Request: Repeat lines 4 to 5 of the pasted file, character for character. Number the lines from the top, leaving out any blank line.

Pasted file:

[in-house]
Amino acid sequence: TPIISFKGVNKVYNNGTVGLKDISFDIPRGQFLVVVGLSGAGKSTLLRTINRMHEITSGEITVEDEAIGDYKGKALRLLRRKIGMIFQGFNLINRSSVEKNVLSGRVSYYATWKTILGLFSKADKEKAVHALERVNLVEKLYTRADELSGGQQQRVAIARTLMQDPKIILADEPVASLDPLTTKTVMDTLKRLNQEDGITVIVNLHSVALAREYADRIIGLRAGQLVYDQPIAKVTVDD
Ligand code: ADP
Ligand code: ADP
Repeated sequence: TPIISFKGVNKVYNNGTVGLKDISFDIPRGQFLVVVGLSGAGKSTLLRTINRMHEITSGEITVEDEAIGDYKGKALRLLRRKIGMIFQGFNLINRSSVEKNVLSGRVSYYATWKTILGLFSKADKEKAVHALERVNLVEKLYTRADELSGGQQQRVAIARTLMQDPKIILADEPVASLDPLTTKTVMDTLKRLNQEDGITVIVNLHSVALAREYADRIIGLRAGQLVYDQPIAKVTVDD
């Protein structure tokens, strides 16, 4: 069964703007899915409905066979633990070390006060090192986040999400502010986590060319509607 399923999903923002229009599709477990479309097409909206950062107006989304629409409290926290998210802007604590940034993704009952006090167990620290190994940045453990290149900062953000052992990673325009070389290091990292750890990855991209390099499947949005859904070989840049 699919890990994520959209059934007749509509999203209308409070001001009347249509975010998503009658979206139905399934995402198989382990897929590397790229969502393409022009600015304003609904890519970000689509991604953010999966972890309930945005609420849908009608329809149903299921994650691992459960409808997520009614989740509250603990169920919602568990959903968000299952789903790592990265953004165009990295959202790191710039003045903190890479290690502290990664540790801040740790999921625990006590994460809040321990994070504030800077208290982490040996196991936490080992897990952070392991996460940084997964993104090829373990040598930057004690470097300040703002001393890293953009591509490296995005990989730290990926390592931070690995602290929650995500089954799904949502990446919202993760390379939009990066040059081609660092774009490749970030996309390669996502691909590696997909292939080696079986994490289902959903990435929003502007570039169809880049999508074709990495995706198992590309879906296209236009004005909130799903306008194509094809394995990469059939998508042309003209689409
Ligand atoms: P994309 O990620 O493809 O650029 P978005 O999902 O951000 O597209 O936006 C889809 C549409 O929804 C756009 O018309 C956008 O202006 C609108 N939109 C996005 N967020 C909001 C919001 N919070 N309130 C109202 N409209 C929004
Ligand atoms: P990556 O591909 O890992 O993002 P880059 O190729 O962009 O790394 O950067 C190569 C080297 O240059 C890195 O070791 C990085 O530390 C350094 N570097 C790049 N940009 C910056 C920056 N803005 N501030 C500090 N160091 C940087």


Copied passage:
Ligand code: ADP
Repeated sequence: TPIISFKGVNKVYNNGTVGLKDISFDIPRGQFLVVVGLSGAGKSTLLRTINRMHEITSGEITVEDEAIGDYKGKALRLLRRKIGMIFQGFNLINRSSVEKNVLSGRVSYYATWKTILGLFSKADKEKAVHALERVNLVEKLYTRADELSGGQQQRVAIARTLMQDPKIILADEPVASLDPLTTKTVMDTLKRLNQEDGITVIVNLHSVALAREYADRIIGLRAGQLVYDQPIAKVTVDD